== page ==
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Maternal vitamin D intake during pregnancy is inversely associated with asthma and allergic rhinitis in 5-year-old children


Dr Maijaliisa Erkkola, Division of Nutrition, Department of Applied Chemistry and Microbiology, University of Helsinki, PO Box 66, Helsinki 00014, Finland.


Background Vitamin D is known to have a number of immunological effects and it may play a role in preventing allergic diseases.

Objectives To study the effect of maternal intake of vitamin D during pregnancy on the emergence of asthma, allergic rhinitis (AR), and atopic eczema by the age of 5 years in children with HLA-DQB1-conferred susceptibility for type 1 diabetes.

Methods Children (1669) participating in the population-based birth cohort study were followed for asthma, AR, and atopic eczema assessed by validated questionnaire at 5 years. Maternal diet was assessed by a food-frequency questionnaire.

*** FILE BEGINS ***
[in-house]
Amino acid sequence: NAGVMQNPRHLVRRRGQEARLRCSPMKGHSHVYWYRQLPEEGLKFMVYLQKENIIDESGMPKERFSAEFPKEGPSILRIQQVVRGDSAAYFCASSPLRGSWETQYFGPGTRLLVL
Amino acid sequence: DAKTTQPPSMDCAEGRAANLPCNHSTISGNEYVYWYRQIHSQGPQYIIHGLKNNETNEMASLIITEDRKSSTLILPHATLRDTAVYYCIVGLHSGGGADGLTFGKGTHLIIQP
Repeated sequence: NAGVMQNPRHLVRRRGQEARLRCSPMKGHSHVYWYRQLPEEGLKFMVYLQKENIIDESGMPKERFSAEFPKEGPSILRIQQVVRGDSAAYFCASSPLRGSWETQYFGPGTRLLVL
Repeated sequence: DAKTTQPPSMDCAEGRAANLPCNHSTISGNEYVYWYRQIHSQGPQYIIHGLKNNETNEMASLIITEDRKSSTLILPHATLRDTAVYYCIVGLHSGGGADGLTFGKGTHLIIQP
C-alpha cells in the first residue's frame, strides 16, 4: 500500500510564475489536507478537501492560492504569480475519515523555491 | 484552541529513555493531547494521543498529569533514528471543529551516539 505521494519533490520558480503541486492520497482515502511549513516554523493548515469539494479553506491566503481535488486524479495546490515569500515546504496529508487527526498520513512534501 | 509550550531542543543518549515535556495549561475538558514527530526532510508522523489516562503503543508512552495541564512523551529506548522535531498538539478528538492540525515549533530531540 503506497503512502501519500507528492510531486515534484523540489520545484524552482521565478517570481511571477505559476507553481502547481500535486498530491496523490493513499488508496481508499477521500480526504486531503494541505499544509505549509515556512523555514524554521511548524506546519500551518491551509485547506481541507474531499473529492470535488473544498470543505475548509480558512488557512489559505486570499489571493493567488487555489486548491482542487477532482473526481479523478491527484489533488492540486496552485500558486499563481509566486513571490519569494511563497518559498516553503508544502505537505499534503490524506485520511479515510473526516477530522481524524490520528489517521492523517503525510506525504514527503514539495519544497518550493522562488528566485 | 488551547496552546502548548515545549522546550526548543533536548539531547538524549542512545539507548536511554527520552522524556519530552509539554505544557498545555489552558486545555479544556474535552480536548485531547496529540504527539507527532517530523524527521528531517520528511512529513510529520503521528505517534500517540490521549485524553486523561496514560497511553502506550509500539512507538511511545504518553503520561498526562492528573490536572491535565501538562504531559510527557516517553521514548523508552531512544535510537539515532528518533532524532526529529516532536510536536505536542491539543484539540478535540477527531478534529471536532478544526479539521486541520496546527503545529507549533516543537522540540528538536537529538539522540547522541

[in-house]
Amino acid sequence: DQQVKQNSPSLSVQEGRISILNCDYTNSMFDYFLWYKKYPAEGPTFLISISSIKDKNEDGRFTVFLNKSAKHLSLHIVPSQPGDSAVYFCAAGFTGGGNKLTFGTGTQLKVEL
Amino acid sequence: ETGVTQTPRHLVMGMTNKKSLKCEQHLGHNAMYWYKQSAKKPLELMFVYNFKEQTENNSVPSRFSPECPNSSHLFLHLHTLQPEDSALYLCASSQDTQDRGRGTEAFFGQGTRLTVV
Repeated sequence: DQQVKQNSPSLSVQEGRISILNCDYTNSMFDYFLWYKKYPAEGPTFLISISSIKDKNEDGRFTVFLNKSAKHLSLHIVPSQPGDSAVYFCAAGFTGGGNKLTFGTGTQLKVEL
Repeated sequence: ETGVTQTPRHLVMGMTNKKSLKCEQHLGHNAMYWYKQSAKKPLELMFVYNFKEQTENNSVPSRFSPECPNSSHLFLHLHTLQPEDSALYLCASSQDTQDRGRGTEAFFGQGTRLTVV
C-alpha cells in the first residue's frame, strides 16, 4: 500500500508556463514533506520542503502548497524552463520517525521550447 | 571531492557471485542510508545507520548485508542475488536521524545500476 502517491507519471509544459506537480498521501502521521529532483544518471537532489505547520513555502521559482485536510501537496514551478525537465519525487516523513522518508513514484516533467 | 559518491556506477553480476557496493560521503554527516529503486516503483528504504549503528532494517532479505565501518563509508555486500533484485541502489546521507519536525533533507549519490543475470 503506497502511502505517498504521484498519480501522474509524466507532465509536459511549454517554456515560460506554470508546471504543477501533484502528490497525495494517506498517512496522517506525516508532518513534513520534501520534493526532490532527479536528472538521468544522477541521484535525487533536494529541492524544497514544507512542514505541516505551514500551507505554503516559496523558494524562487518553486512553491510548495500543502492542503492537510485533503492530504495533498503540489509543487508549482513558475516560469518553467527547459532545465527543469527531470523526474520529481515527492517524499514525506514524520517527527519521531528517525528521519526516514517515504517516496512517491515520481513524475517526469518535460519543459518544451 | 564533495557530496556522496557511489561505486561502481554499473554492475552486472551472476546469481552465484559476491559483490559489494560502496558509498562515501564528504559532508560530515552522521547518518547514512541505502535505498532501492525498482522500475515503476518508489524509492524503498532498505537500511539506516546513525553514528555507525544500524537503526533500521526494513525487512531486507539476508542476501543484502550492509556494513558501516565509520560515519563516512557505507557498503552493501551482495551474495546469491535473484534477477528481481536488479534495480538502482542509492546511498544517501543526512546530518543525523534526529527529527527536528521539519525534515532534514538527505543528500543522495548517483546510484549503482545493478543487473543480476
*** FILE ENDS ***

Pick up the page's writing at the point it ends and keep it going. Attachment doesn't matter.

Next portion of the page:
Results The mean maternal intake of vitamin D was 5.1 (SD 2.6) μg from food and 1.4 (2.6) μg from supplements. Only 32% of the women were taking vitamin D supplements. When adjusted for potential confounders, maternal intake of vitamin D from food was negatively related to risk of asthma [hazard ratio (HR) 0.80; 95% confidence interval (CI) 0.64–0.99] and AR [HR 0.85; 95% CI 0.75–0.97]. Vitamin D supplements alone were not associated with any outcome. Adjustment for maternal intake of other dietary factors did not change the results.

Conclusion Maternal vitamin D intake from foods during pregnancy may be negatively associated with risk of asthma and AR in childhood.